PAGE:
Filed under: Lifestyle, community nutrition, diet, public health, childhood obesity, city action, community nutrition, diet, healthy eating, healthy lifestyle, healthy living, kids' health, Marie Dufour RD, men's health, nutrition, nutrition counseling, nutrition education, nutrition policy, obesity, pro-health policies, public health, solving childhood obesity, weight control, weight loss

  By Marie Dufour, RD – The last hospital patient I saw as a clinical dietitian was a 20-year old African-American girl.  She weighted over 400 pounds and was dying from lack of oxygen, her chest so heavy that she could no longer lift it to breathe.  That broke my heart just as much as did the teenagers asking me about bariatric surgery to save their lives.  With my little food guide and nutrition pamphlet, I felt quite alone and ineffective, having only one shot at nutrition education.

Reversing childhood overweight requires a complex, multi-faceted approach, not necessarily focusing on weight loss, but on behavioral change.

Sporadic nutrition education is ineffective, as demonstrated once more by an Australian intervention aimed at promoting weight loss in 258 overweight children ages 5 to 9.  Family physicians volunteered to provide four individual counseling sessions to overweight children and their families.  After 3 months, the children in the intervention group showed no change in eating habits, physical activity and water consumption.

This study fuels the debate of whether or not individual and sporadic intervention by family physicians is worth the cost.  The intervention cost investigators $1,100 per child, versus $67 in traditional setting, and although children were to attend four sessions, the mean attendance rate was only of 2.7 sessions. 

Let’s set aside the topic of physical activity, and look strictly at nutrition.  Children and their parents have lost touch with appropriate nutrition for two major reasons: lack of education and a toxic environment.  This can be reversed with structures already in place, repeated exposure to health-conscious messages, and an effort from food distributors to identify non-toxic products on their shelves.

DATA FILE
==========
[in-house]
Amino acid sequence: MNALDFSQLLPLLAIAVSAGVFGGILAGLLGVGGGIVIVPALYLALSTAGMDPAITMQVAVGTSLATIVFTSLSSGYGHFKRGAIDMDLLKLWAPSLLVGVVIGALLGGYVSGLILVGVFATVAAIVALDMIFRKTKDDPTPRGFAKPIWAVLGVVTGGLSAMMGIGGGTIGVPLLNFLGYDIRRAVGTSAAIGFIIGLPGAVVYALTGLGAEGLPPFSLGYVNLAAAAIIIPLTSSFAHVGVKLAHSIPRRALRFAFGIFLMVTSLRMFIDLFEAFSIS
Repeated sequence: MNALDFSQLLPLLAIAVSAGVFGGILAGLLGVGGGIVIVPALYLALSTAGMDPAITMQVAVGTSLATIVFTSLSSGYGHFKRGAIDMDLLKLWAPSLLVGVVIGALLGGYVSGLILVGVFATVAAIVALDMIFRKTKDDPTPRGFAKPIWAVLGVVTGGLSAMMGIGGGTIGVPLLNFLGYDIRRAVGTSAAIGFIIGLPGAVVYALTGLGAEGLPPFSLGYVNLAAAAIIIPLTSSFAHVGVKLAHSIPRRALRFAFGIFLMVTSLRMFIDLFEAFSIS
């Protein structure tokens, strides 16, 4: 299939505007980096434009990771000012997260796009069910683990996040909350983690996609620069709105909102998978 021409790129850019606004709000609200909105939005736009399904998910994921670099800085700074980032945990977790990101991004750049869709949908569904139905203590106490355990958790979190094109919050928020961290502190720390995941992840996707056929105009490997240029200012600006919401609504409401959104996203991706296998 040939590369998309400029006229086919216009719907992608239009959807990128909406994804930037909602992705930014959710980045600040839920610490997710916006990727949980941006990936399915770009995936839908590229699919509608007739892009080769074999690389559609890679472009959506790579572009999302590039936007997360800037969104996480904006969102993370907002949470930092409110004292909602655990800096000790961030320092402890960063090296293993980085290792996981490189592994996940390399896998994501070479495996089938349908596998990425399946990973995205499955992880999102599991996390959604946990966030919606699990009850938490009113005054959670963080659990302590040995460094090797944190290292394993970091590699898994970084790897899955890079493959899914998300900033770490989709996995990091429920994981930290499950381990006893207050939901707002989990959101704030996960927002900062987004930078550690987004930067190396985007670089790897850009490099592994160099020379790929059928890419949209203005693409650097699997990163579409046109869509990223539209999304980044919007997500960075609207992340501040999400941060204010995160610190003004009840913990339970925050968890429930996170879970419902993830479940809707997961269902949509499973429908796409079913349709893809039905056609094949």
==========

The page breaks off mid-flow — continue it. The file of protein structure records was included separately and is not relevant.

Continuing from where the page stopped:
- Child education: nutrition needs to be taught as a mandatory school subject, year after year and starting early.

- Parent education: through television nutrition and healthy cooking shows, newspapers and magazine articles, written or produced by Registered Dietitians.

- Grocery stores health-promoting stance:

          - “Light” circuit shopping, away from “Heavy” aisles;

          - Decentralized produce carts located in parking lots and at curbside;

          - In-store light cooking shows;

          - In-store free dietitian consultation;

- Hospitals and medical groups proactive policies:

         – Nutrition education pamphlets to all members;

         – Free nutrition screening and dietitian initial consultation upon enrollment;

         – Healthy Living Health Fairs (Nutrition and physical activity);

- Business participation:

         – Healthy cafeteria menus, including nutrition labels on menu items;

         – Free initial nutrition evaluation; free healthy nutrition support groups;

         – Employee education via web-based “Nutrition Spots;”

         – Insurance discount for participation in nutrition education workshops.

- City programs:

         – Healthy Camps: nutrition, physical activity, healthy cooking;

         – Healthy Cooking for Moms, Dads, & Families community classes;

         – Health-promoting infrastructures: sidewalks, parks, and security;

         – Pro-health policies: produce cart licenses, no-Fast-Food zones near schools.

 Each of us has a role to play.  Whether a business owner, a city worker, a teacher or a health worker, each of us can create a climate and an environment where we can rear healthy and lean children. 

          Don’t wait for “THEM;”  What will YOU do?